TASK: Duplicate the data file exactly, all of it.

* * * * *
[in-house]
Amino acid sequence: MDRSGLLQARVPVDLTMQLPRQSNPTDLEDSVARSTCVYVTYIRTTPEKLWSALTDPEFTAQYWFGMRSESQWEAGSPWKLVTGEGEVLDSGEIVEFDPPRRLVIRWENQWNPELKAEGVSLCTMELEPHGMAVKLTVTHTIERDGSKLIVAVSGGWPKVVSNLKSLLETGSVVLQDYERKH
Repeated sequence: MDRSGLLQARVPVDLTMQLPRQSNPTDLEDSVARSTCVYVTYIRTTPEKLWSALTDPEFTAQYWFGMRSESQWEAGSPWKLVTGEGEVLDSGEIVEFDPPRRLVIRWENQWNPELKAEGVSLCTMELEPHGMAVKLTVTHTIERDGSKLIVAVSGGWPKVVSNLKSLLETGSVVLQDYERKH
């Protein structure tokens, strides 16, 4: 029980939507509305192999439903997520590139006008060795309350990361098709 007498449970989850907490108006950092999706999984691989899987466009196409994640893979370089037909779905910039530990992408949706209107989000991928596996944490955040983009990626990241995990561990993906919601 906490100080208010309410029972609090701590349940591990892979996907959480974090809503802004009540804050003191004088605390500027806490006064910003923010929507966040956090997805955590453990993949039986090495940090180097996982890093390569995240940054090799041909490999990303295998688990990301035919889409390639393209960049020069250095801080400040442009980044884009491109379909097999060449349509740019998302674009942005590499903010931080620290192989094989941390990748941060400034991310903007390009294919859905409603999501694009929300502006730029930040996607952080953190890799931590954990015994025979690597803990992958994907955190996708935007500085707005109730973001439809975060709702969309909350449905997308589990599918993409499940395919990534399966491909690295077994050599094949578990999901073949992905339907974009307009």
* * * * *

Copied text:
[in-house]
Amino acid sequence: MDRSGLLQARVPVDLTMQLPRQSNPTDLEDSVARSTCVYVTYIRTTPEKLWSALTDPEFTAQYWFGMRSESQWEAGSPWKLVTGEGEVLDSGEIVEFDPPRRLVIRWENQWNPELKAEGVSLCTMELEPHGMAVKLTVTHTIERDGSKLIVAVSGGWPKVVSNLKSLLETGSVVLQDYERKH
Repeated sequence: MDRSGLLQARVPVDLTMQLPRQSNPTDLEDSVARSTCVYVTYIRTTPEKLWSALTDPEFTAQYWFGMRSESQWEAGSPWKLVTGEGEVLDSGEIVEFDPPRRLVIRWENQWNPELKAEGVSLCTMELEPHGMAVKLTVTHTIERDGSKLIVAVSGGWPKVVSNLKSLLETGSVVLQDYERKH
């Protein structure tokens, strides 16, 4: 029980939507509305192999439903997520590139006008060795309350990361098709 007498449970989850907490108006950092999706999984691989899987466009196409994640893979370089037909779905910039530990992408949706209107989000991928596996944490955040983009990626990241995990561990993906919601 906490100080208010309410029972609090701590349940591990892979996907959480974090809503802004009540804050003191004088605390500027806490006064910003923010929507966040956090997805955590453990993949039986090495940090180097996982890093390569995240940054090799041909490999990303295998688990990301035919889409390639393209960049020069250095801080400040442009980044884009491109379909097999060449349509740019998302674009942005590499903010931080620290192989094989941390990748941060400034991310903007390009294919859905409603999501694009929300502006730029930040996607952080953190890799931590954990015994025979690597803990992958994907955190996708935007500085707005109730973001439809975060709702969309909350449905997308589990599918993409499940395919990534399966491909690295077994050599094949578990999901073949992905339907974009307009």